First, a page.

This article examines the trajectory of Islamism as a modern phenomenon. It demonstrates that, having evolved under the influence of myriad political, intellectual and historical developments of the past two hundred years, the concept is still surrounded by various debates, movements, acts of violence, ideologies, policies and positions. Islamism also continues to be a significant element in Turkey’s political and intellectual life as well. The article then engages several critical questions. Has Islamism reached its end? Is a new type of Islamism emerging? Is post-Islamism on the horizon. In response, the article argues that Islamism’s diversification –as opposed to its end– leads the movement to survive as pluralities that result from structural changes stemming from global and plural modernities’ interaction with societies. In line with social and political organizations’ pursuit of violence, poverty, challenge, reconciliation and alliance, Islamism too is being plurally reconstructed.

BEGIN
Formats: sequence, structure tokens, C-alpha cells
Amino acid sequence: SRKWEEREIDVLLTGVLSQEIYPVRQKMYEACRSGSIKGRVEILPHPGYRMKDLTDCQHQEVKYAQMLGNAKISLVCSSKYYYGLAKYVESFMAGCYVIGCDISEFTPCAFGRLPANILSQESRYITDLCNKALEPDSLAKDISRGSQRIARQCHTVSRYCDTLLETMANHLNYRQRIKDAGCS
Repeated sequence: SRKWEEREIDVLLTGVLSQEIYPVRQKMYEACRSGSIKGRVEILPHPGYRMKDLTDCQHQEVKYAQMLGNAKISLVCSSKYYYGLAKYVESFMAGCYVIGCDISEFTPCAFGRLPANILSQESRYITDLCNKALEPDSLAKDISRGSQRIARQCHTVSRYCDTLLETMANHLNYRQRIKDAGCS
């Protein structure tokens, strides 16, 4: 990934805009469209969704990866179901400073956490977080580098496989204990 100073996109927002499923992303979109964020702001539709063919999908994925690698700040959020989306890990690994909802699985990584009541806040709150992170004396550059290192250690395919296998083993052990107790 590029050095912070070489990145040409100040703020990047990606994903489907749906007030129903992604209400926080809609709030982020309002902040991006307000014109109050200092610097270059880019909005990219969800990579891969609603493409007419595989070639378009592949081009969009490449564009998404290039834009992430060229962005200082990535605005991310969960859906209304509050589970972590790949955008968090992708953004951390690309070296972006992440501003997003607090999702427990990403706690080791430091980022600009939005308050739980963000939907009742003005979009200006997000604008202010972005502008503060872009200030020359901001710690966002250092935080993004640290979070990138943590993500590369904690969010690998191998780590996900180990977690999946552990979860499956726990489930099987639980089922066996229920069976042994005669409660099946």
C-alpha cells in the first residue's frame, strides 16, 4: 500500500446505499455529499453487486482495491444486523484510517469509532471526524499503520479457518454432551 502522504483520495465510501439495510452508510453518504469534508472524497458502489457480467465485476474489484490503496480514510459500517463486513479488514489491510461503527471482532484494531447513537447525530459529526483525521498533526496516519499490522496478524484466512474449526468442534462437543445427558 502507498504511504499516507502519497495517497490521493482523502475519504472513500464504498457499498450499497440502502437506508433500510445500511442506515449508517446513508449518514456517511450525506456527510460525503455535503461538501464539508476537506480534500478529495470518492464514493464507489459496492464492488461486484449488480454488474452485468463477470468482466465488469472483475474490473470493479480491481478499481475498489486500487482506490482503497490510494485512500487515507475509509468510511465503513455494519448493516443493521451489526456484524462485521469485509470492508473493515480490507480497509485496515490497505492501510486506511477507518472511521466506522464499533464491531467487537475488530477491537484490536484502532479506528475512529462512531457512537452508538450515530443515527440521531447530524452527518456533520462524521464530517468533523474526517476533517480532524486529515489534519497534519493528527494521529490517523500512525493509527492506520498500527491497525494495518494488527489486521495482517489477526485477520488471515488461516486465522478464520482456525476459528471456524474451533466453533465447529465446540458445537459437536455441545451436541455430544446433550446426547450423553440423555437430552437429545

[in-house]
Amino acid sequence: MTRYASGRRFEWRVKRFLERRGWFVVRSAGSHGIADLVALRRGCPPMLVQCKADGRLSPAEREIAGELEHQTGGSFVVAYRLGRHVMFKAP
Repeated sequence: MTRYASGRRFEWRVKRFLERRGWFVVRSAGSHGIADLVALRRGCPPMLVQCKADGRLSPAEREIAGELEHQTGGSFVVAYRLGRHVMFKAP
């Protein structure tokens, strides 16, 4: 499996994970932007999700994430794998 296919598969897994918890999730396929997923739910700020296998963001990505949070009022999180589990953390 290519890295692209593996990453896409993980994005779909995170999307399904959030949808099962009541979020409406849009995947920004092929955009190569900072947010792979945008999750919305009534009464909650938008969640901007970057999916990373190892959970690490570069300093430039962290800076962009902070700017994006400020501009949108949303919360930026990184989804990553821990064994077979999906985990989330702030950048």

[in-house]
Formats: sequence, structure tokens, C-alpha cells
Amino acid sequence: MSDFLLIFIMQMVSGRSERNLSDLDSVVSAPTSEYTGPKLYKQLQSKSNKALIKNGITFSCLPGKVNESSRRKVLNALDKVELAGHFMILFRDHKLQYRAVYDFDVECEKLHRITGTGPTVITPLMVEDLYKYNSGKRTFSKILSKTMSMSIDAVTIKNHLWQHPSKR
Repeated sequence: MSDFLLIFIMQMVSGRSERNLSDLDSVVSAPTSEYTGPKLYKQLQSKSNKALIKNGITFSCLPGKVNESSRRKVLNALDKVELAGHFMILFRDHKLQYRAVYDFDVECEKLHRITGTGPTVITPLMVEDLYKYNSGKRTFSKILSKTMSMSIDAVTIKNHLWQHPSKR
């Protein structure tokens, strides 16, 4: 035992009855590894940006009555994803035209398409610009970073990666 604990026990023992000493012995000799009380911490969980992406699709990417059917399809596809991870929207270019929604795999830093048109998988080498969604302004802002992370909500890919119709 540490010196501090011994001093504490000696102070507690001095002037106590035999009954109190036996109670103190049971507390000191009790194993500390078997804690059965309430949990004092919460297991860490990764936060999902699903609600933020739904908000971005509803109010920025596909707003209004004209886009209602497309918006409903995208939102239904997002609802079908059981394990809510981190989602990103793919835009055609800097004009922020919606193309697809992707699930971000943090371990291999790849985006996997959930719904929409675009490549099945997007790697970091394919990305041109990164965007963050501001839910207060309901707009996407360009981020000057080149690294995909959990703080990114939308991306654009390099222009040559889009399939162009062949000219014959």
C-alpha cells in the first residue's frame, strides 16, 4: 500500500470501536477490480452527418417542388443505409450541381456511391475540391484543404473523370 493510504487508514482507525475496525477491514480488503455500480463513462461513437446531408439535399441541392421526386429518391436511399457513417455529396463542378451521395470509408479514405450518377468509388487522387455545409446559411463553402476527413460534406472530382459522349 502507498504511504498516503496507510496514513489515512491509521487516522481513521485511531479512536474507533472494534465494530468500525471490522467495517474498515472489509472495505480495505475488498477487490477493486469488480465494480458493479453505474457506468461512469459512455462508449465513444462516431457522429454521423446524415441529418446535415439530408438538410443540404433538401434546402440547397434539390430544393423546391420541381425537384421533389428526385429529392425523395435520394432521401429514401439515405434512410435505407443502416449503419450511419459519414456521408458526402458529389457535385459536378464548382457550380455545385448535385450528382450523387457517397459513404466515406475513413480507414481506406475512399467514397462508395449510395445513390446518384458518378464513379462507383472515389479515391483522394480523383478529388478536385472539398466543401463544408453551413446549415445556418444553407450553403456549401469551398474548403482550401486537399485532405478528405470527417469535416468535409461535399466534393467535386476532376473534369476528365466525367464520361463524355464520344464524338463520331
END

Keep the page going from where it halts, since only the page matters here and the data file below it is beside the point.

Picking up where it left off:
As the AK Party government struggles to keep the ‘EU dream’ alive, and as Kemalist ideocrats work to keep back the AKP’s dominion, lingering Turkish disputes about Islam and democracy resolve into new forms and disputing parties change their positions. More and more, the conservative Islamists of the past have taken on liberal, democratic, or pan-European stances, while some liberal democrats of the past have taken on a conservative, even reactionary discourse. Thanks again to the EU membership prospect, the relation between Islam and democracy is being transformed to the extent that the debate now focuses on the question of whether Islam and its societal dynamics are hindering or facilitating the formation of a democratic structure in accordance with EU standards. Nevertheless, the Islam “vs.” democracy debate has not yet been superseded, and the dispute seems far from being resolved. We suggest that there are now three intellectual groups with a stake in the discussion.